Mike Tewson – Highlander – Appeared in the Western Morning News – June 2013

If you are a sheep farmer and would like to increase output and profitability, and at the same time reduce the workload, then talk to Mike Tewson and his son Niall.

Since introducing the New Zealand bred Highlander to his Devon unit three years ago, finished lamb production has increased by 42% to 342kg per acre while a traditional indoor lambing system has been swapped for outdoor lambing in April requiring minimal input, thereby significantly reducing production costs. Furthermore, the new system has instilled the Tewsons with new confidence to not only maintain the enterprise, but more than double flock size and the area farmed to 250 acres and provide 17 year old Niall with a real and welcome challenge. 

“I’m a first generation farmer, dedicated to farming sheep, and the time arrived five years ago when we agreed we needed to improve the enterprise’s viability,” Mr Tewson explains. “We wanted to introduce some new genetics and an accompanying management system that was simple and straightforward and didn’t require my full time input.

“We just happened to stumble on the Highlander, a small framed damline that we’re proving does what it says on the tin. The Highlander is one of the biggest developments in the New Zealand sheep sector bred by the largest red meat genetics company in the world for specific production purposes; these genetics have been selected ruthlessly for prolificacy, hardiness, ease of lambing, survivability and good forage conversion. Worm resistance and hardy feet also come in to play. The Highlander also offered the appealing opportunity to develop a closed flock enabling us to maintain health status. 

“At the same time we earmarked the Primera, a New Zealand bred complementary terminal sire, bred for fast growth from grass based system, to eventually introduce to the flock for finished lamb production.”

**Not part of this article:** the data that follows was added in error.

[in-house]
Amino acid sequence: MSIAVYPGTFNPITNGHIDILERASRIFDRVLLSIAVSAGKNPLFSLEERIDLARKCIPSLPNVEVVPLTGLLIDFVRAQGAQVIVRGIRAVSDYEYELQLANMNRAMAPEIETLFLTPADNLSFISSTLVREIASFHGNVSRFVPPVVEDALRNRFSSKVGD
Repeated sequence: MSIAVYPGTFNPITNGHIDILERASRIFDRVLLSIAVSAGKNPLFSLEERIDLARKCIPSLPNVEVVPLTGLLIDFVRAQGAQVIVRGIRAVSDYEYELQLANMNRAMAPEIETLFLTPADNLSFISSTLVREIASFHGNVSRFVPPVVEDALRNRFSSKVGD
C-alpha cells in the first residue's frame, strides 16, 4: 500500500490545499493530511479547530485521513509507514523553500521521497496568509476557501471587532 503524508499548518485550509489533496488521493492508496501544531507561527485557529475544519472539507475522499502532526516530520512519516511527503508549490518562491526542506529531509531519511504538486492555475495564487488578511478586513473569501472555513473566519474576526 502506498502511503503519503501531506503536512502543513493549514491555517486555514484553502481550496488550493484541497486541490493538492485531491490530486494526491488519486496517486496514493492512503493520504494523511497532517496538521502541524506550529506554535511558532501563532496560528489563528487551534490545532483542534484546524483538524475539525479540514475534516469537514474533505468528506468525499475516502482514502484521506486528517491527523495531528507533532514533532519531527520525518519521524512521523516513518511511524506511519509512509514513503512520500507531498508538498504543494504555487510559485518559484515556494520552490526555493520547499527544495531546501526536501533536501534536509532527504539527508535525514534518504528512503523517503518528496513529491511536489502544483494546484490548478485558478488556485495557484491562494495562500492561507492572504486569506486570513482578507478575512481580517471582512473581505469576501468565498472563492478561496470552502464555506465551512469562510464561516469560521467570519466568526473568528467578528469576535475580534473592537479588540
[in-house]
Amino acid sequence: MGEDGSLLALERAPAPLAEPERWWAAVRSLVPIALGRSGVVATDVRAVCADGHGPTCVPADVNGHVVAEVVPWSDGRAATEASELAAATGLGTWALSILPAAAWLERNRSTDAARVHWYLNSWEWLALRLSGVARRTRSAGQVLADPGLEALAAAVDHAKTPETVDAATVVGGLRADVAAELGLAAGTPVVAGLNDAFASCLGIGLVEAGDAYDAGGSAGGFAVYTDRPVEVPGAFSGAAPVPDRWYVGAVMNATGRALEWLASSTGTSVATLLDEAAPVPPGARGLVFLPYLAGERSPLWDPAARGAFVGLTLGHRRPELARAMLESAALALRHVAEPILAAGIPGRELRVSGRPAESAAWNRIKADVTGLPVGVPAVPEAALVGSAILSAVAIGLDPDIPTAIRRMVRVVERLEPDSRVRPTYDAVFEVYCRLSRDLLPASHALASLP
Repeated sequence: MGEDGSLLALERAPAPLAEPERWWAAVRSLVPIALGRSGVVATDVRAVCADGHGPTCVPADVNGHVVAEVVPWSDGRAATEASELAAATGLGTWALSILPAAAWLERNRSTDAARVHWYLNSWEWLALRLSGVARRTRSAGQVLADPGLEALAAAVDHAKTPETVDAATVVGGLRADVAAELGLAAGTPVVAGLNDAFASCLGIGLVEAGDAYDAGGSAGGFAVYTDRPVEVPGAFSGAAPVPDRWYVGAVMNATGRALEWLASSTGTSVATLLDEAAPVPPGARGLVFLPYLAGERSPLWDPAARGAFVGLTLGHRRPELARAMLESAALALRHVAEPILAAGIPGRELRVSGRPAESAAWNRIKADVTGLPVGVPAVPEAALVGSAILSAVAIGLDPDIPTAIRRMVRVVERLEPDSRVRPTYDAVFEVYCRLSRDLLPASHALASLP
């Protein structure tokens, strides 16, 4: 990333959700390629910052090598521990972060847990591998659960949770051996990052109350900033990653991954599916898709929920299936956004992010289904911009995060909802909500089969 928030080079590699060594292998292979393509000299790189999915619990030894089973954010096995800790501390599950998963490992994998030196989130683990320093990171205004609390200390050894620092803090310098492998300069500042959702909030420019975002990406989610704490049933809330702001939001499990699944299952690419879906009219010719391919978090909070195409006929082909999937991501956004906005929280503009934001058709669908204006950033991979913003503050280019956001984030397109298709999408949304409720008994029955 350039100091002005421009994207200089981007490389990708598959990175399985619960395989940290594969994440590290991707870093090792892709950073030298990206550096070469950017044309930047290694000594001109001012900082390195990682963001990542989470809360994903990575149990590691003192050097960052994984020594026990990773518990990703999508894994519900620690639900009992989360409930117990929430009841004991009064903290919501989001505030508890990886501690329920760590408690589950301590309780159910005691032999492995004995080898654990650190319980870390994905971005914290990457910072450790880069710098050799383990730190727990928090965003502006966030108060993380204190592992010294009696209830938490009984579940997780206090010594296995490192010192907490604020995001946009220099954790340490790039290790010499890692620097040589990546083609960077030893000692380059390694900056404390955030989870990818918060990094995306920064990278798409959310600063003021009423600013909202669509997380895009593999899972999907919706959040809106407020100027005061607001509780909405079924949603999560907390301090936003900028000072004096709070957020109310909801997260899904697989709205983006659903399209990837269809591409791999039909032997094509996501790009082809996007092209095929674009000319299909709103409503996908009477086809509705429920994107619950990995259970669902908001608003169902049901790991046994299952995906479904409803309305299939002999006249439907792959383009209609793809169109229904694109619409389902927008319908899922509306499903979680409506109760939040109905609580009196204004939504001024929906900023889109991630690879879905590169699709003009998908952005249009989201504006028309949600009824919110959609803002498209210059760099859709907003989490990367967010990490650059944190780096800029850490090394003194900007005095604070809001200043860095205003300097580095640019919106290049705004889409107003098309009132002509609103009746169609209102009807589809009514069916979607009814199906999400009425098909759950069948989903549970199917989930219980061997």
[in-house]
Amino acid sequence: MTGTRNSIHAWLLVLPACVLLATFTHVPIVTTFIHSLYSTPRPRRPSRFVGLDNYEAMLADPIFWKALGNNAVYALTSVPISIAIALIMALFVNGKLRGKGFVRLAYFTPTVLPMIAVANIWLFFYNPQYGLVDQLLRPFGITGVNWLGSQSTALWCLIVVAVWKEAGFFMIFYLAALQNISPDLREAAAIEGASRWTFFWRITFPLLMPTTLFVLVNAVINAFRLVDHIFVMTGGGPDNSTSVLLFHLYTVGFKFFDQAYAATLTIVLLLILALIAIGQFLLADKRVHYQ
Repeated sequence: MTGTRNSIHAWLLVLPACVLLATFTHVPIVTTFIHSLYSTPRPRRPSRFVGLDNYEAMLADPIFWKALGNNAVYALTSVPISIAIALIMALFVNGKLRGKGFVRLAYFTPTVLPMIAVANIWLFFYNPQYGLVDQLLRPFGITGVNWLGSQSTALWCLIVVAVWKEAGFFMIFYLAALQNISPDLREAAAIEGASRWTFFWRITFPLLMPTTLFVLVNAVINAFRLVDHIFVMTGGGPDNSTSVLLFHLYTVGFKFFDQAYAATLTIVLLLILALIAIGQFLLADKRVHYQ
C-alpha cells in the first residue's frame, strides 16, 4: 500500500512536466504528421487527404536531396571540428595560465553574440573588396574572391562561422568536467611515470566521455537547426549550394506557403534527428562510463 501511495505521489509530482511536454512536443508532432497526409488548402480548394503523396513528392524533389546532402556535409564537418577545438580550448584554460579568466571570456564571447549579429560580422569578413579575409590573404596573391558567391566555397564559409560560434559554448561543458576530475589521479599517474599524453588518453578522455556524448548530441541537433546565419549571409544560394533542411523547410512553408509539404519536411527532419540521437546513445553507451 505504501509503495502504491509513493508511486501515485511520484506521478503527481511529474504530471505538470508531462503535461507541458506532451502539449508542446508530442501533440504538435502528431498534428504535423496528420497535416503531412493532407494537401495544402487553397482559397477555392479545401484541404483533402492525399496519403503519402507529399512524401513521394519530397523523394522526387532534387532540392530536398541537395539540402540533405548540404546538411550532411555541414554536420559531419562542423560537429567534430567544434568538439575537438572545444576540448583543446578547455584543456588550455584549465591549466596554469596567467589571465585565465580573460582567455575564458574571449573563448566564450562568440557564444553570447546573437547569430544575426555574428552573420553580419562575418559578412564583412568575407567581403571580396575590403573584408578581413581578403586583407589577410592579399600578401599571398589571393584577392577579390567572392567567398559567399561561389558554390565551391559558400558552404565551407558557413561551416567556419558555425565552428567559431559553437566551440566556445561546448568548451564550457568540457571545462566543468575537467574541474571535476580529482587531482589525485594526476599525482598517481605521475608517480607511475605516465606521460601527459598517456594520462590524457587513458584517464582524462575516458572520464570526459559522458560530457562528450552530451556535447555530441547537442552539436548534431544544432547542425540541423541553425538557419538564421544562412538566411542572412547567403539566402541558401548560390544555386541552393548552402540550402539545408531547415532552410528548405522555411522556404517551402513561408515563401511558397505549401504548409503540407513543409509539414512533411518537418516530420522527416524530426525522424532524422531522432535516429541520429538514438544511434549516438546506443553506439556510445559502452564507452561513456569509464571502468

In the first instance, Mr Tewson agreed to upgrade his native bred ewes to pure Highlander status. Today his 1,100 ewe flock based at Crokers Farm, Ipplepen, Newton Abbott, has reached 7/8ths Highlander. At the same time, stocking rate has increased by 25% to between five and 5.5 ewes and lambs per acre.

The ewes have proved to be fertile. “We introduced teasers before putting in the ram at a ratio of one per 100 ewes which is another strength of the Highlander; they scanned at just over 200% to lamb outdoors in April and 85% lambed within their first cycle. 

“We’ve also confirmed ease of lambing. This season we assisted only five out of 1,100 ewes on the home farm and they’d been SMB infected. The lambs are extremely vigorous – we find the first is frequently up and sucking unassisted before the second is born, and the ewes are extremely protective. In fact the flock’s management requirements are so straight forward, the time we spent with the ewes during the three weeks peak lambing was minimised to checking them three times during the day and a final tour one hour before dark.”

He adds: “We’ve been able to achieve this level of performance entirely off forage. The ewes are overwintered outdoors on sacrifice fields with ad lib big bale silage and grazed grass without any supplementary concentrates.” Although this year with the terrible weather we did put out buckets for the treble and thinner ewes for a period.

Last year flock development had progressed to a stage the Tewsons were able to introduce the Primera terminal sire to 300 grading up Highlander ewe lambs. They achieved 131% reared and finished 20% at weaning and the 20 week draw, on 6 September, to average 17.7kg with 92% grading 3L +, and 8% 3H while 15% were in the U bracket, 73% and R, 12%. Those remaining were introduced to kale, and one month later, 90% of the entire crop had reached target finishing weight. This year, those shearling ewes are schedule to achieve between 170% and 180% lambs reared.

The Tewsons Highlander flock took another step forward last year after they were approached by Focus Genetics to develop a 100 ewe multiplier flock as an added value enterprise. “It’s something I was keen to do as an added value enterprise for us and to help move the genetics forward in the UK,” says Niall who is currently studying a Foundation Degree in Agriculture at Bicton College. “New Zealanders are open to new ideas, they’ve developed these new genetics with superior performance traits that have come in to their own and which we can now endorse in the UK.” The Tewsons will have 30 Highlander two tooth rams available for sale through Innovis Breeding Sheep this autumn.


Committed to research and development this has enabled us to build upon our successful and established crossbreeding programmes.





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Since introducing the New Zealand bred Highlander to his Devon unit three years ago, finished sheep production has increased by 42% to 342kg per acre while a traditional indoor...

Mike Tewson – Highlander



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